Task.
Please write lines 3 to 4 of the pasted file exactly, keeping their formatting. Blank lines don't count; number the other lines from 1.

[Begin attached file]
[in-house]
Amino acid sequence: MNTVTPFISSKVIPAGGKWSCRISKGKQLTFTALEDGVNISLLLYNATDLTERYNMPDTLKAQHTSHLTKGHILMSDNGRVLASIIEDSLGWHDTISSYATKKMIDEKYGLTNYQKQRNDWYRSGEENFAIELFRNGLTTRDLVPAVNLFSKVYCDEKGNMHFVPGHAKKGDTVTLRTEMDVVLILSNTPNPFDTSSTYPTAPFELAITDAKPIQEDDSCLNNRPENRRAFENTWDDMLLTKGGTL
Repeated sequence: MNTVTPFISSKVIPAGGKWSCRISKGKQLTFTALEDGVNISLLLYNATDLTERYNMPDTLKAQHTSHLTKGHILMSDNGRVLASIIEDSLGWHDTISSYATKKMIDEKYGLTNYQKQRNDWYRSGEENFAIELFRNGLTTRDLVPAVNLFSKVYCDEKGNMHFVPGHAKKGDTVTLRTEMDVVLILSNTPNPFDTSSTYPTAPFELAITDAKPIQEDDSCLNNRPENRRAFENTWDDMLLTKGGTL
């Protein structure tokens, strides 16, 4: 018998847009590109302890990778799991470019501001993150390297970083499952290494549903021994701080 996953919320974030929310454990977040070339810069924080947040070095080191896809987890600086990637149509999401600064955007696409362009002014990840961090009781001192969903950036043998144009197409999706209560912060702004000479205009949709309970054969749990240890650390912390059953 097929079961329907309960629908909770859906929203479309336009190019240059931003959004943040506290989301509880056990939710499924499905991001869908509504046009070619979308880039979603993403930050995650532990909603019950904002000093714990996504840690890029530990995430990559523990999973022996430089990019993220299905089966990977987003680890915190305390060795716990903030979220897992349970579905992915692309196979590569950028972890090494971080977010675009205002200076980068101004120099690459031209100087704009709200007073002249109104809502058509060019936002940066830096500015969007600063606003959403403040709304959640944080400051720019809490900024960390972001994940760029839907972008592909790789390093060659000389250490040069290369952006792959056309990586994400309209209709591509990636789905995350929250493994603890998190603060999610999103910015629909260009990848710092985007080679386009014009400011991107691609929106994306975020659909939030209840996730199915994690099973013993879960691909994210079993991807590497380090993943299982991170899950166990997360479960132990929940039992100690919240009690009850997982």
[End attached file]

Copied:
Repeated sequence: MNTVTPFISSKVIPAGGKWSCRISKGKQLTFTALEDGVNISLLLYNATDLTERYNMPDTLKAQHTSHLTKGHILMSDNGRVLASIIEDSLGWHDTISSYATKKMIDEKYGLTNYQKQRNDWYRSGEENFAIELFRNGLTTRDLVPAVNLFSKVYCDEKGNMHFVPGHAKKGDTVTLRTEMDVVLILSNTPNPFDTSSTYPTAPFELAITDAKPIQEDDSCLNNRPENRRAFENTWDDMLLTKGGTL
């Protein structure tokens, strides 16, 4: 018998847009590109302890990778799991470019501001993150390297970083499952290494549903021994701080 996953919320974030929310454990977040070339810069924080947040070095080191896809987890600086990637149509999401600064955007696409362009002014990840961090009781001192969903950036043998144009197409999706209560912060702004000479205009949709309970054969749990240890650390912390059953 097929079961329907309960629908909770859906929203479309336009190019240059931003959004943040506290989301509880056990939710499924499905991001869908509504046009070619979308880039979603993403930050995650532990909603019950904002000093714990996504840690890029530990995430990559523990999973022996430089990019993220299905089966990977987003680890915190305390060795716990903030979220897992349970579905992915692309196979590569950028972890090494971080977010675009205002200076980068101004120099690459031209100087704009709200007073002249109104809502058509060019936002940066830096500015969007600063606003959403403040709304959640944080400051720019809490900024960390972001994940760029839907972008592909790789390093060659000389250490040069290369952006792959056309990586994400309209209709591509990636789905995350929250493994603890998190603060999610999103910015629909260009990848710092985007080679386009014009400011991107691609929106994306975020659909939030209840996730199915994690099973013993879960691909994210079993991807590497380090993943299982991170899950166990997360479960132990929940039992100690919240009690009850997982």